Benefiting from forty years of life experience after enduring the many surgeries, the emotional trauma, the fourteen week commitment to the closed psychiatric ward of Brooke Army Hospital, and the significant life impacts (both obstacles and opportunities); Allen states the reality later in his book, page 30: “The events of June 17, 1967, resulted in monumental changes to my life.” But, because of faith, family, and friends (such as spiritual mentors Andy and Gail Seidel, and so many others), the monumental changes had become catalysts for a powerful life transformation. In his own words, Allen stated to me that “the resiliency after six years of psychiatrist appointments and anti-depressants occurred when Jesus, who had been Savior of my life, also became Lord because I began to understand prayer and the spiritual warfare battle in which I had been engaged for six years.”

In the words of 2 Corinthians 4: 8,9; Allen Clark had certainly been afflicted, perplexed, and struck down, but because of his personal faith in Christ he was not crushed, despairing, forsaken, or destroyed. In God’s Providence and Provision, Allen was able to grow as a resilient warrior, to truly rebound, and higher than ever before.

The Honorable Allen B. Clark  continues to model Resilience God Style for the rest of us.  He has just published his third book entitled Soldiers’ Blood and Bloodied Money (2019), and helps other veterans through his Youtube CombatFaithChannel and website.  He remains a great inspiration to many and an important standard bearer for God and Nation.  His email byline is a clear call for America to return to our essential spiritual foundations:  “Apart from faith in God and obedience to Him, there is no ultimate security, might or power to sustain a great culture, civilization, or military supremacy, however advanced they may be.

What a privilege to observe a man who has suffered greatly, who could have easily ended his own life many decades ago, who could have become just another statistic — YET who Jesus transformed to be a resilient inspiration to many.  May God Bless You, Allen Clark… and the many others who have also been able to bounce higher than ever before, higher than you could ever dream possible.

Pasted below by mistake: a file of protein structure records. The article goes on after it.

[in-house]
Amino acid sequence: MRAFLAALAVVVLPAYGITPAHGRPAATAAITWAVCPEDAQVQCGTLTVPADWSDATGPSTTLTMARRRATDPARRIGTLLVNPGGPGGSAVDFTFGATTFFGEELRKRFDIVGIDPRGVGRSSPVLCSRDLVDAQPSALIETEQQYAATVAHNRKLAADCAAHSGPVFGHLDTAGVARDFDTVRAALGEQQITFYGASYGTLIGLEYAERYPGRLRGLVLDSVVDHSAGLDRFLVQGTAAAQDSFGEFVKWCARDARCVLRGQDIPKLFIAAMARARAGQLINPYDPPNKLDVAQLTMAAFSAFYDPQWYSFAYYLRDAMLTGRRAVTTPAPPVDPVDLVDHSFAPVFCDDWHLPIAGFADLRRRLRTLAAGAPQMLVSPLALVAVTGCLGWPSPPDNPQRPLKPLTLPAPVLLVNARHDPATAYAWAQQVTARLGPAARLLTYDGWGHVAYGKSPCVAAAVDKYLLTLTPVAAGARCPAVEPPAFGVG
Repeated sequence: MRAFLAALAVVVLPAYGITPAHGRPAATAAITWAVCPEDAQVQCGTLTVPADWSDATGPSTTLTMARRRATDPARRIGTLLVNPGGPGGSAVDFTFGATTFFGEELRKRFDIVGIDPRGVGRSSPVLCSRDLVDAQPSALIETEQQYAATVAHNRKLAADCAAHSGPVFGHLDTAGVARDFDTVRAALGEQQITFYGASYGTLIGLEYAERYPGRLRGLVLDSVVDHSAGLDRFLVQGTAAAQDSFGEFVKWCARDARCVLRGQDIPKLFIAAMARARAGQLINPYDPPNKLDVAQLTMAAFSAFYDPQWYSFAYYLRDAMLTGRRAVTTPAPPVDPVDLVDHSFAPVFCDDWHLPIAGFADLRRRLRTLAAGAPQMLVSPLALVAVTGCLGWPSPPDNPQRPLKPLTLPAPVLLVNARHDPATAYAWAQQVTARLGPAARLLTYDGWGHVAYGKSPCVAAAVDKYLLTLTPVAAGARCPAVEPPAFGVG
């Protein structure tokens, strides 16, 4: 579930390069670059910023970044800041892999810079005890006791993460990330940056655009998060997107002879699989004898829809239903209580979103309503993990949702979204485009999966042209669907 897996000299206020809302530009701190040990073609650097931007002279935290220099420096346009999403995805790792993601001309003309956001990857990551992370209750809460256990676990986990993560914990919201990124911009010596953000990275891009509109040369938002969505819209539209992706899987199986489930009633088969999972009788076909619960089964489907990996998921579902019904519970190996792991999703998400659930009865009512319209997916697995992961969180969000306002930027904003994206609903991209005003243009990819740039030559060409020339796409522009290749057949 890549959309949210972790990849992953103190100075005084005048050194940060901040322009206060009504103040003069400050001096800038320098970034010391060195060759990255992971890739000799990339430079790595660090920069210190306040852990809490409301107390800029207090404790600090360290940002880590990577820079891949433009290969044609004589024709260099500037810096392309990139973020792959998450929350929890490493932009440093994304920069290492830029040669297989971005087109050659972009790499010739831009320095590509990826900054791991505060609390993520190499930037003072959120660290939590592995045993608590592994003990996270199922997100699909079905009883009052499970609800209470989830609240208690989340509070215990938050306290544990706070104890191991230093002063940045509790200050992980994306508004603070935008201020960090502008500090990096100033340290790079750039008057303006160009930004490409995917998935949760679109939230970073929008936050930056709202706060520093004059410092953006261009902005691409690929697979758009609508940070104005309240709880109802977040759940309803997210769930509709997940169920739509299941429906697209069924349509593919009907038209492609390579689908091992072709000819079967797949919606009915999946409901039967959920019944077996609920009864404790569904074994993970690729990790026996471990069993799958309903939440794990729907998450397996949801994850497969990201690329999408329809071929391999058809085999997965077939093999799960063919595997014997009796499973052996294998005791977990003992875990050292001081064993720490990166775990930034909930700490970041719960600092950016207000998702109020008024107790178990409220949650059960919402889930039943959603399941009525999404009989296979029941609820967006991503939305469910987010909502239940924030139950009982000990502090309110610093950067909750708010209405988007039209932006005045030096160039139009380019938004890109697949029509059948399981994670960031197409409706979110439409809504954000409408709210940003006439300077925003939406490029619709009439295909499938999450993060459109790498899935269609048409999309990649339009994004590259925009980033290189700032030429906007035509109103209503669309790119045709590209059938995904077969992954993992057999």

May this be true for each of us — Resilience God Style!


Bounce Builder

In these days of historical amnesia, the following game question
serves as a useful reminder for all of us,
particularly our younger generations of Americans.

Suggested Answer:   Freedom is a valuable commodity that comes at a cost.  We all pay the price of freedom when we respect the law, or respect others.  In a military sense, America’s military members sign a check for their very lives in defense of our nation and each of us.  Jesus valued such sacrifice when he said “Greater love has no one than this, that one lay down his life for his friends.” (John 15:13)


The Longest Day
Presented by the West Point Glee Club

A VERY Powerful Experience with priceless vintage photos.
FYI – the timpani drum that begins the musical segment
taps out Morse Code “V for Victory”

From the Mailbox

A heartfelt prayer from one of our readers:

“Heavenly Father, may you transform the racial discord across our land into racial reconciliation.  May now be a time to heal, restore and build again… together as one nation under God.  May You thwart the efforts of those who seek to persecute or marginalize those different from themselves, just as You thwart the efforts of those who seek to promote violence and destruction for their own malicious purposes.  We confess our national and personal sin, and cry out for the restoration which only You can bring.  Father, protect us from ourselves, and grant us your mercy.”
In the name of Jesus, Amen.